• rss
  • facebook
  • twitter
  • linkedin

Winning Abstracts from the 2007 Medical Student Abstract Competition: Curing Diabetes and Solving the Stem Cell Dilemma: In Vitro Differentiation of Mouse Amniotic Fluid Cells into Pancreatic Islet-like Cells

James Knutson, Wake Forest University Bowman Gray School of Medicine, 2008

Blindness, end-stage renal disease, amputation, and cardiovascular disease are just a few of the well-documented effects of diabetes, a disease that affects about 20 million Americans. Embryonic stem cells may hold a cure, but research is limited by ethical concerns. A line of amniotic fluid cells expressing the stem cell marker CD117 might be a pluripotent alternative to embryonic stem cells.

Using stem cell differentiation protocols and pancreatic embryology, we hypothesize that amniotic fluid cells can differentiate into pancreatic islet-like cells. We also hypothesize that these cells can restore glycemic control in a diabetic mouse model.

Mouse amniotic fluid cells expressing CD117 were isolated and transduced with pdx-1, an important gene in pancreatic islet cell development. Western blot and RT-PCR of Pax6 (a gene controlled by PDX-1) were performed to examine PDX-1 protein expression and functionality. Control cells were cultured in Chang media; differentiated cells received serum-free culture media with basic fibroblast growth factor (bFGF). Cell morphology and insulin/glucagon production were examined. Finally, an in vivo study was performed by injecting diabetic mice with pdx-1-transduced cells and measuring blood glucose levels.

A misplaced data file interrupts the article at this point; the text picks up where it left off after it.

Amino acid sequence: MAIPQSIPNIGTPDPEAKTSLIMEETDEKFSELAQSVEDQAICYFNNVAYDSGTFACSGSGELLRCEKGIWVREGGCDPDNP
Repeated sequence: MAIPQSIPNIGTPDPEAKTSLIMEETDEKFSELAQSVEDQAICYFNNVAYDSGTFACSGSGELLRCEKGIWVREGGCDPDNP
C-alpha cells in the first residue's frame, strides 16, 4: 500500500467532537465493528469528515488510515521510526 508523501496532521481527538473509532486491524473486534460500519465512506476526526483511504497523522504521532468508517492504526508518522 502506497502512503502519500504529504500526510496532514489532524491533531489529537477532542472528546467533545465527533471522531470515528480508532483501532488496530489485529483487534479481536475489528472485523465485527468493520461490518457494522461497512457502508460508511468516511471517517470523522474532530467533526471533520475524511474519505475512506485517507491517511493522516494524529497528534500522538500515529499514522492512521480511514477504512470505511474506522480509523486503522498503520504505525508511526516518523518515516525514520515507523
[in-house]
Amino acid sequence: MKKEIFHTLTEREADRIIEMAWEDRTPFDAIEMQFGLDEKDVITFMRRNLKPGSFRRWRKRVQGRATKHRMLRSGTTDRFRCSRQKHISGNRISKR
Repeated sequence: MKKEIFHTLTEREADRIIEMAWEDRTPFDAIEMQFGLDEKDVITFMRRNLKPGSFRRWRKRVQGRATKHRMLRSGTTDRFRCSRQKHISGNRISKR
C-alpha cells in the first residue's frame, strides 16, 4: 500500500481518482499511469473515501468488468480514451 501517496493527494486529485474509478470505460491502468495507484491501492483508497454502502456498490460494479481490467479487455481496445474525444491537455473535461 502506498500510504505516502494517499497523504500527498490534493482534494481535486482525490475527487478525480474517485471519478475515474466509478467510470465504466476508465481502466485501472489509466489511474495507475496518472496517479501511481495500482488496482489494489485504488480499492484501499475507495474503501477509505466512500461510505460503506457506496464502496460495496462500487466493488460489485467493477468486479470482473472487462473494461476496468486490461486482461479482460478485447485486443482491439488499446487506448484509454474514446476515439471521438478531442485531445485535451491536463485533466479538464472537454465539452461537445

Western blot demonstrated expression of PDX-1, and RT-PCR of Pax6 showed an increase in Pax6 levels.

Control cells showed no changes in morphology and did not stain for insulin or glucagon. Differentiated cell morphology resembled pancreatic islet cells; differentiated cell aggregates stained centrally for insulin and peripherally for glucagon.

Diabetic mice receiving pdx-1-transfected cells exhibited glycemic control similar to non-diabetic mice, while diabetic mice receiving non-transduced cells lacked glycemic control.

Amniotic fluid cell differentiation into pancreatic islet-like cells was demonstrated genetically, morphologically, and functionally. In vivo studies with these cells demonstrated correction of diabetes in mice. These results suggest a possible cure for diabetes and support the possibility of using amniotic fluid cells as an embryonic stem cell alternative.

Back to August 2007 Issue of IMpact

More Articles Like This

Students: Join ACP for Free

Benefits of Membership for Students: ACP's free Medical Student Membership includes benefits designed especially to meet students' needs.

Join Now: Sign-up today and begin enjoying the benefits of ACP Medical Student Membership.

Find a Residency

Search ACP's Internal Medicine Residency Database for information on all internal medicine residency programs in the U.S. and Canada. (ACP Members only)

More search options

Share this article

Bookmark and Share

What will you learn from your Annals Virtual Patient?

Annals Virtual Patient

Annals Virtual Patients is a unique patient care simulator that mirrors real patient care decisions and consequences. CME Credit and MOC Points are available. Start off with a FREE sample case. Start your journey now.

Internal Medicine Meeting 2015 Live Simulcast!

Internal Medicine Meeting 2015 Live Simulcast

Unable to attend the meeting this year? On Saturday, May 2, seven sessions will be streamed live from the meeting. Register for the simulcast and earn CME credit after watching each session. Watch it live or download for later viewing.